when a President is engaged in a international militarized dispute and only 30 percent of the public supports his handling of the crisis (as was the case for George W. Bush during the latter stages of the Iraq War), then the probability that Congress will pass a bill on a domestic issue that moves policy toward the president is only about 20 percent. On the other hand, when the president is engaged in a militarized dispute and 80 percent of the public approves of his handling of the crisis (as was the case for George H.W. Bush during the Persian Gulf War) then the probability of legislative success more than doubles to about 45 percent.
The effect is present whether Congress is controlled by the president’s own party or the opposition. This could be because legislators are less likely to make concessions to a leader viewed as incompetent, or it could be because foreign policy crises may start to crowd domestic issues off the agenda. The extreme example of this was Lyndon Johnson, whose domestic initiatives were hindered late in his presidency by growing public opposition to the war in Vietnam.
On the other hand, the authors find no evidence that public support for the president’s handling of a crisis raises his rate of success higher than it would have been if the president had never gotten involved in the crisis in the first place.
The data set in the paper is limited to military engagements rather than diplomatic initiatives or other foreign policy acts, but the finding does suggest that a foreign policy failure may hinder a president’s agenda more than success helps it. So it makes some sense that presidents would take more of an interest in risky foreign policy initiatives under circumstances (lame-duck presidency, congenitally hostile Congress) when there’s not much opportunity for legislative success anyway.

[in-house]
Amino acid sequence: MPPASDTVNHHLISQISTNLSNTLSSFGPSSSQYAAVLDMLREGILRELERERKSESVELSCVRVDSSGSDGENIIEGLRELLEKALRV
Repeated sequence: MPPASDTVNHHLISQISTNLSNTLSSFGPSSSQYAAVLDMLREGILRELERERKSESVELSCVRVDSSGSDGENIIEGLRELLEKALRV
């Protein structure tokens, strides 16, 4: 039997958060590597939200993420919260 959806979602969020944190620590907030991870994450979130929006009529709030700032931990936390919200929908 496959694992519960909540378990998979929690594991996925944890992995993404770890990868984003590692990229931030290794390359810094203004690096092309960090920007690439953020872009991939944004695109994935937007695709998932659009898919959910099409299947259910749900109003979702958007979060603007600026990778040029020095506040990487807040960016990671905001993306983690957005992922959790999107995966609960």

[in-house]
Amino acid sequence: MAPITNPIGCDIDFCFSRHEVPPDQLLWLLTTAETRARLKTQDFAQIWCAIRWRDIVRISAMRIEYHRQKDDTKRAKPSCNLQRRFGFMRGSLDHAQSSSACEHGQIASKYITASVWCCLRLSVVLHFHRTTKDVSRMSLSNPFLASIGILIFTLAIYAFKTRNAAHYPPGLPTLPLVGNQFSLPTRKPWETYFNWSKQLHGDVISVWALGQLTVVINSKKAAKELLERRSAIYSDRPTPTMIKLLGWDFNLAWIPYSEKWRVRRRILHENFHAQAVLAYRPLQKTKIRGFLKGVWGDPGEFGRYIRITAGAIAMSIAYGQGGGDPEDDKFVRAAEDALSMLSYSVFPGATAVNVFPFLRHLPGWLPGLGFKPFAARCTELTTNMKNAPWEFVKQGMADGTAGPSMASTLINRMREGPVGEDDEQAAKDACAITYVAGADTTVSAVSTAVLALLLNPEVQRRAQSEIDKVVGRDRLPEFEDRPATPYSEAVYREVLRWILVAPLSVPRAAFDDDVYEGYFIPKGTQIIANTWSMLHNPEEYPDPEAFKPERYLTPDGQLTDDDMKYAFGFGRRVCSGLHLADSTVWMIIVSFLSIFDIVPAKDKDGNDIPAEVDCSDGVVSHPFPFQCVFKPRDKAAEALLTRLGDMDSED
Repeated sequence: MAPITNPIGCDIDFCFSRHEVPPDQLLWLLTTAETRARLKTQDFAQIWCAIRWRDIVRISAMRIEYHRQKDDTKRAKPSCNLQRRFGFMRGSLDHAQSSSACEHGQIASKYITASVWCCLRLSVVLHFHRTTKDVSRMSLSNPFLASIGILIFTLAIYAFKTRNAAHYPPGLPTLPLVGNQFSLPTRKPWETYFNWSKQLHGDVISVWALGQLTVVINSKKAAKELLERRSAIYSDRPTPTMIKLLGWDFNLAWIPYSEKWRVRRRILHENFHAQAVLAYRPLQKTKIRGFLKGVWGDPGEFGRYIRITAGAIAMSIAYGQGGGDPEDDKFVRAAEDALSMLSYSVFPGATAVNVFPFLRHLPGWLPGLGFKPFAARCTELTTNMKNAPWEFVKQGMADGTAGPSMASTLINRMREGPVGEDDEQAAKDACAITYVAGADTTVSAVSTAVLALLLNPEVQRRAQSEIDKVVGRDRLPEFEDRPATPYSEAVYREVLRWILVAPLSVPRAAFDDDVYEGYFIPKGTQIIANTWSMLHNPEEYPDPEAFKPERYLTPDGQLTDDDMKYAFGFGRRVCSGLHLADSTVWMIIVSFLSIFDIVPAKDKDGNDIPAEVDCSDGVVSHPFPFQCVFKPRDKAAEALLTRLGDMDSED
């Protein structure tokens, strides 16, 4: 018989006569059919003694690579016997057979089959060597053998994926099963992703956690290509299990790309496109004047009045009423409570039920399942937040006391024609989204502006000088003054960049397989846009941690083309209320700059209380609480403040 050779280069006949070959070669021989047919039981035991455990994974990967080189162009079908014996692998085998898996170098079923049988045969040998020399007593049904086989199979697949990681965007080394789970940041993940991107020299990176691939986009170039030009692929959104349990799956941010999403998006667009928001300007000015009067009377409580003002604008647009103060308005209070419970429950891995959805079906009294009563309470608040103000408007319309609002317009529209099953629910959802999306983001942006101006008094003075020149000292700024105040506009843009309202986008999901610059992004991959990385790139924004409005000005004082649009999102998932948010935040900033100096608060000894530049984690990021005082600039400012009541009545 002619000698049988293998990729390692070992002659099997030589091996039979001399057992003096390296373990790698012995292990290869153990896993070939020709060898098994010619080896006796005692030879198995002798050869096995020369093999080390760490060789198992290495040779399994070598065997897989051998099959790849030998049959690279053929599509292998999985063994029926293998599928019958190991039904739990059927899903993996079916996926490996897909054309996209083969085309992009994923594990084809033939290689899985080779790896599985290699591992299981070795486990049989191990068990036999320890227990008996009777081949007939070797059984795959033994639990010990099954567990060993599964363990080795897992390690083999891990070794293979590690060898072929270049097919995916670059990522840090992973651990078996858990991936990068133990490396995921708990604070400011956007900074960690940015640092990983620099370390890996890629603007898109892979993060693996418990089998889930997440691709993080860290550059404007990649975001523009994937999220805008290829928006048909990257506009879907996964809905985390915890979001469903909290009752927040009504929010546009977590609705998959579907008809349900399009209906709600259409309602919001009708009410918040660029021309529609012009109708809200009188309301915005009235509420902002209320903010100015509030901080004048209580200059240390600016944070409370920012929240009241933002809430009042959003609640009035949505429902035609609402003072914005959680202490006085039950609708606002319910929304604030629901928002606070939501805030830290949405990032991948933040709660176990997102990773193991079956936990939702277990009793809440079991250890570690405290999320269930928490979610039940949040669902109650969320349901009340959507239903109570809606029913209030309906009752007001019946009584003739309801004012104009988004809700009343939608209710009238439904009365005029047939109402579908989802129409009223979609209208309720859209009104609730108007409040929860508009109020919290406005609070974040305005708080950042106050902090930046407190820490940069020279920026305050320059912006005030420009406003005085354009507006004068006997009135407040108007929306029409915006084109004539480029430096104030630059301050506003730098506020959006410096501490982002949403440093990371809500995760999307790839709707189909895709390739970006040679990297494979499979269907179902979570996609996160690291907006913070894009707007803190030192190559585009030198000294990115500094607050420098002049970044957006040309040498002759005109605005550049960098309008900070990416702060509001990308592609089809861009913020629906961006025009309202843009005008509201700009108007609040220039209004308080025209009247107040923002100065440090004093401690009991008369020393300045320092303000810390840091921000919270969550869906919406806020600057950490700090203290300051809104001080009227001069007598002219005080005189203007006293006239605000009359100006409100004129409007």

Unfortunately for Obama, other circumstances may stand in the way of a second-term foreign policy renaissance. His foreign policy approval ratings—seen as a strength over Mitt Romney during the 2012 election following the killing of Osama Bin Laden, the withdrawal from Iraq, and the earlier, more promising phases of the Arab Spring—have been on a downward spiral since early 2013. Subsequent events have changed the public perception of the Iraq withdrawal and may yet do the same for Afghanistan. The president used Russia’s economic woes as an opportunity to take a shot at Republican critics of his Ukraine response Tuesday night, though he surely realizes that U.S. sanctions against Putin’s government got a major unexpected assist from falling oil prices.
A number of opportunities still on the table, including a trans-Pacific trade deal, further normalization with Cuba, a global climate treaty, finally shuttering Gitmo, and a nuclear deal with Iran, could be subject to quite a bit of politically draining resistance from Congress. It seems possible that the White House has already pushed about as far as it can through executive action alone.
Then, of course, there’s Syria, a metastasizing conflict about which both U.S. policy and public opinion have seemed pretty incoherent. At this point, it’s a problem that’s likely to haunt the foreign (and perhaps also the domestic) policy of his successor.